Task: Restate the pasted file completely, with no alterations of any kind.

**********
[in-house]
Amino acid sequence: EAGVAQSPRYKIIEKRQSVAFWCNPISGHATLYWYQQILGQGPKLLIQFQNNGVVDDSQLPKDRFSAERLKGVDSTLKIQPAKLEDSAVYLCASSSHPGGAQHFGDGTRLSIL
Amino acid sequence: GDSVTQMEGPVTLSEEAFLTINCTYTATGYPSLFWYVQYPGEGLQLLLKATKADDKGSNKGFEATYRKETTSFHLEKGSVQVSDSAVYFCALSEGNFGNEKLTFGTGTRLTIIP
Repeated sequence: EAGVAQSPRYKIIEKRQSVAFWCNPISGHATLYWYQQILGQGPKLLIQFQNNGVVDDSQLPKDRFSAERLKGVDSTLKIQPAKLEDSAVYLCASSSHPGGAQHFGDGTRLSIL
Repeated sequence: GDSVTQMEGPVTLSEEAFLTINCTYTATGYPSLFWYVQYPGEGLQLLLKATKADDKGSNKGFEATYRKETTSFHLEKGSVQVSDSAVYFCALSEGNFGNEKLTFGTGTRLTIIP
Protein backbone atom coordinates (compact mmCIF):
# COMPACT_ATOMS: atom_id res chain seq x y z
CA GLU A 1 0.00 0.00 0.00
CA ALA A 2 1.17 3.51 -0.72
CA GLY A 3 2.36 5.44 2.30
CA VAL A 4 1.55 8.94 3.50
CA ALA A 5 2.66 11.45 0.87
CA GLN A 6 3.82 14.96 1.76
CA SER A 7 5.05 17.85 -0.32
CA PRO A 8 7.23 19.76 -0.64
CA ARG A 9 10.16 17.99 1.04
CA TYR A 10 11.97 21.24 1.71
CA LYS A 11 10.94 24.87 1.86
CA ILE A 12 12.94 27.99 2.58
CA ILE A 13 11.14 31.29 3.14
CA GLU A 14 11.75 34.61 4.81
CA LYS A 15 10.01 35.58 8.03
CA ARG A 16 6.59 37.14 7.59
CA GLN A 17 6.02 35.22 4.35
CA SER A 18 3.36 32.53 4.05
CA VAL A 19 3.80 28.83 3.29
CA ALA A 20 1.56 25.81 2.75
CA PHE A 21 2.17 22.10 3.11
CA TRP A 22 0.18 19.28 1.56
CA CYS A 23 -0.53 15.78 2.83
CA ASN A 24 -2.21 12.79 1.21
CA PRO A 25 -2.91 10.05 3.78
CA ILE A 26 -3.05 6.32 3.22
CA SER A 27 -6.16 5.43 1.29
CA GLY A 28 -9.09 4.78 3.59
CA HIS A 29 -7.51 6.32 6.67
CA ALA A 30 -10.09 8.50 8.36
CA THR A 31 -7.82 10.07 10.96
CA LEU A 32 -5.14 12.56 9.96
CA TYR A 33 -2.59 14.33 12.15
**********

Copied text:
[in-house]
Amino acid sequence: EAGVAQSPRYKIIEKRQSVAFWCNPISGHATLYWYQQILGQGPKLLIQFQNNGVVDDSQLPKDRFSAERLKGVDSTLKIQPAKLEDSAVYLCASSSHPGGAQHFGDGTRLSIL
Amino acid sequence: GDSVTQMEGPVTLSEEAFLTINCTYTATGYPSLFWYVQYPGEGLQLLLKATKADDKGSNKGFEATYRKETTSFHLEKGSVQVSDSAVYFCALSEGNFGNEKLTFGTGTRLTIIP
Repeated sequence: EAGVAQSPRYKIIEKRQSVAFWCNPISGHATLYWYQQILGQGPKLLIQFQNNGVVDDSQLPKDRFSAERLKGVDSTLKIQPAKLEDSAVYLCASSSHPGGAQHFGDGTRLSIL
Repeated sequence: GDSVTQMEGPVTLSEEAFLTINCTYTATGYPSLFWYVQYPGEGLQLLLKATKADDKGSNKGFEATYRKETTSFHLEKGSVQVSDSAVYFCALSEGNFGNEKLTFGTGTRLTIIP
Protein backbone atom coordinates (compact mmCIF):
# COMPACT_ATOMS: atom_id res chain seq x y z
CA GLU A 1 0.00 0.00 0.00
CA ALA A 2 1.17 3.51 -0.72
CA GLY A 3 2.36 5.44 2.30
CA VAL A 4 1.55 8.94 3.50
CA ALA A 5 2.66 11.45 0.87
CA GLN A 6 3.82 14.96 1.76
CA SER A 7 5.05 17.85 -0.32
CA PRO A 8 7.23 19.76 -0.64
CA ARG A 9 10.16 17.99 1.04
CA TYR A 10 11.97 21.24 1.71
CA LYS A 11 10.94 24.87 1.86
CA ILE A 12 12.94 27.99 2.58
CA ILE A 13 11.14 31.29 3.14
CA GLU A 14 11.75 34.61 4.81
CA LYS A 15 10.01 35.58 8.03
CA ARG A 16 6.59 37.14 7.59
CA GLN A 17 6.02 35.22 4.35
CA SER A 18 3.36 32.53 4.05
CA VAL A 19 3.80 28.83 3.29
CA ALA A 20 1.56 25.81 2.75
CA PHE A 21 2.17 22.10 3.11
CA TRP A 22 0.18 19.28 1.56
CA CYS A 23 -0.53 15.78 2.83
CA ASN A 24 -2.21 12.79 1.21
CA PRO A 25 -2.91 10.05 3.78
CA ILE A 26 -3.05 6.32 3.22
CA SER A 27 -6.16 5.43 1.29
CA GLY A 28 -9.09 4.78 3.59
CA HIS A 29 -7.51 6.32 6.67
CA ALA A 30 -10.09 8.50 8.36
CA THR A 31 -7.82 10.07 10.96
CA LEU A 32 -5.14 12.56 9.96
CA TYR A 33 -2.59 14.33 12.15